Tommy Robinson threatens Sky News with legal action over ‘lies and propaganda’ in edited interview
EDL founder Tommy Robinson has accused Sky News of editing their interview with him to make it seem like he said he didn’t mind inciting fear of Muslims, a sentiment which was reported in the press, including by RT.
The far-right activist turned self-styled journalist, Robinson was interviewed by Sky News Home Editor Jason Farrell. In the nine-minute edit of the video, which was seen by RT UK, Robinson appears to say that he wouldn’t care if his activism incited fear of Muslims.
The point was reiterated by an accompanying article that was headlined: “Tommy Robinson: I don’t care if I incite fear of Muslims.”
In a response video titled: “Exposing Sky News lies and propaganda – I will take them to court for this,” Robinson states: “[The] headline that’s gone all around the world says that Tommy Robinson says he doesn’t care if he – as in me – incites fear against Muslims.”
As detailed in a video published on his YouTube channel, the excerpt was edited with a voice-over from Farrell coming before Robinson’s answer, which changed the context of the question.
“In the voiceover he leads the public to believe that he’s asked me about my opinions causing fear into Muslims, and then he cuts and edits an answer I give to a completely different question that’s completely out of context,” claims Robinson, before adding: “It looks like I’m answering the question that he’s put in his voiceover, and it has me saying that I don’t care if it instills fear, so long as it prevents the rape of young children.”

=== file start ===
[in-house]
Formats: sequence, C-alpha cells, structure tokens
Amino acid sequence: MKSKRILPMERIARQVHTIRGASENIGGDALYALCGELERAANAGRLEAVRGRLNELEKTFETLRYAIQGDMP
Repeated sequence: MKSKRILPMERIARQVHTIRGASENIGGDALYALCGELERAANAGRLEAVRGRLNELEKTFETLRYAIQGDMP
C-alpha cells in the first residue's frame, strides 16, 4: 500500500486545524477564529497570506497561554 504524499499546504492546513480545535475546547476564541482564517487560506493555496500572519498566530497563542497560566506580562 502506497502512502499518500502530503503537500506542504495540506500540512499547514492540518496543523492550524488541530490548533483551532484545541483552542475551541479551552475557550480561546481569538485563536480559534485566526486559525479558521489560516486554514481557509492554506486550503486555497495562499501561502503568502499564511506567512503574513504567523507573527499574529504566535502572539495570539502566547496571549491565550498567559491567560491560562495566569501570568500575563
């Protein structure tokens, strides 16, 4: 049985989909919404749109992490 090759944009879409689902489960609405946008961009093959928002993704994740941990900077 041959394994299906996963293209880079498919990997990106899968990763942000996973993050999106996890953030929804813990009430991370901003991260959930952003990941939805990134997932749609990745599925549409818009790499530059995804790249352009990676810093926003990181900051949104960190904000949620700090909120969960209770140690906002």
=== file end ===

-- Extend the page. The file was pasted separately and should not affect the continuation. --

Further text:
Footage that Robinson claims was secretly filmed by ‘his cousin’ shows that the activist was in fact responding to a question on an educational video on grooming gangs, which he claims is shown in the Netherlands, but banned in UK
Robinson signs off his response video by branding the Sky News interview as “not journalism but propaganda.”
Farrell wrote a piece for Sky News defending his interview, not on the grounds of its selective editing but rather over criticism that it provided a platform for Robinson and his views. “Are we not interested then in quizzing him about who he is now, and how he justifies his more recent words and actions?”
Farrell hailed his interview, arguing: “I think we learned a few things about Tommy Robinson during my interview, and that is what counts,” though it might not be the lessons he had in mind.
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